Is Apple’s New TV Their Answer to Amazon’s Echo?

on August 7, 2015
Reading Time: 3 minutes

A few weeks ago, I wrote a piece for our Insider audience that talked about Amazon’s new Echo device. I said I saw the Echo as a Trojan Horse Amazon could use to help them gain a stronger place in the home, especially when it comes to home automation and IoT.

I put the Echo on my kitchen counter and, using voice commands, I ask it all kinds of questions regarding things like the weather, news, play a specific song, turn on lights, etc. One of the handier features is to tell it to put an item on my shopping list and, when I go to the store, I just pull up the Echo app on my iPhone and all the items I told the Echo is on the list.

The more one uses it, the more becomes clear Amazon’s Echo is on to something. It has become an important cornerstone of a bigger strategy Amazon has in mind. They have published the APIs so third-party device makers and software vendors can support it. This is especially true for things like controllers for light switches, thermostats and makers of electronic door locks. I suspect Amazon will offer a whole home security system tied to the Echo as this would be a great application for it. The Echo has the potential of being a digital control center for the home and, when tied to their mobile app, it could some day allow for a complete, centralized remote solution to manage all of the digital connections one has in their home.

As it turns out, this idea has been floating around for some time. In fact, if you look at the original Knowledge Navigator video Apple produced in 1987, it actually had some elements of this concept in it, albeit the example was around an education/research metaphor instead of the home.

Given Apple’s long history with the idea of using a TV/computer voice command system to navigate around digital data, I would not be surprised to see Apple making that a key part of their new Apple TV platform that included HomeKit apps and voice commands as part of its design. If so, this would be Apple’s answer to the Echo and it too could become an important strategic “Trojan Horse” for Apple. However, Apple could have quite an edge over Amazon given Apple’s rich iOS. I am sure it would sit at the center of their new Apple TV. A powerful SDK would let developers create apps for it and, using HomeKit, create all types of connected home devices that would be controlled by voice through an Apple TV box.

Sure, you could also handle the voice commands on the iPhone via Siri but, in the home, people do not carry their phone with them all of the time. Many times it is set on a desk, counter, etc. However, if the TV is in a centralized place where all one had to do is say a voice command and Apple TV handles it, then the function of Apple TV and this interface would add a new dimension to the overall man/machine interaction within the home.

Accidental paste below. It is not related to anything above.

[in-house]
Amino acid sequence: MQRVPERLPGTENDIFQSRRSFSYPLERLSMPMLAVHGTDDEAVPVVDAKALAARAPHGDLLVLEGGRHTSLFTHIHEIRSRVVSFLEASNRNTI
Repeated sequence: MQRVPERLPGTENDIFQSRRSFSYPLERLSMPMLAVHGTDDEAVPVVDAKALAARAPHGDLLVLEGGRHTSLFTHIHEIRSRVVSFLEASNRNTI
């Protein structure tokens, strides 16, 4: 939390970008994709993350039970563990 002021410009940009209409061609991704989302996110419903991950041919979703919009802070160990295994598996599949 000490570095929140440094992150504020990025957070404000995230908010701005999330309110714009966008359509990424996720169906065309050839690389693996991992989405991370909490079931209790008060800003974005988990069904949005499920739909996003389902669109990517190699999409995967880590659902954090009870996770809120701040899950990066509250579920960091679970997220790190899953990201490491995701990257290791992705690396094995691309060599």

That is one of the cool things about Amazon’s Echo. As I point out in the Insider piece on Amazon’s Echo I refer to above, this device is small and blends into its surrounding. But all I have to do is use the command “Alexa” to turn it on and it is ready to respond to my voice commands. At the moment, the Echo’s abilities are limited but that is where Amazon is hoping to get strong support by third party vendors who would create apps and connected devices that would work with it.

However, Apple already has an army of software and hardware developers well schooled in how to create apps and devices for iOS and it would be relatively easy for Apple to tweak the current SDKs to give them another great platform to create and control innovative apps and products for the connected home integrated into Apple TV. Now, I have no clue if Apple is doing this in a new Apple TV they reportedly will release this fall, but it would not make sense for Apple to do a stand alone box for this purpose. On the other hand, an Apple TV would be the ideal vehicle for delivering an Echo-like experience connected to HomeKit and add these functions to make it a centralized voice command center for handling TV, music, connected devices and information on demand services.

The more I use Amazon’s Echo, the more I like it, even with its current limitations. It has serious potential if Amazon can get third party developers to back it. But Apple could one up Amazon if they added this type of capability to their TV device/platform and give this box a new level of intelligence that uses voice for people to access information and control their home automation. If they do they could have another big hit they could add to the ones already driving Apple’s very large profit engine.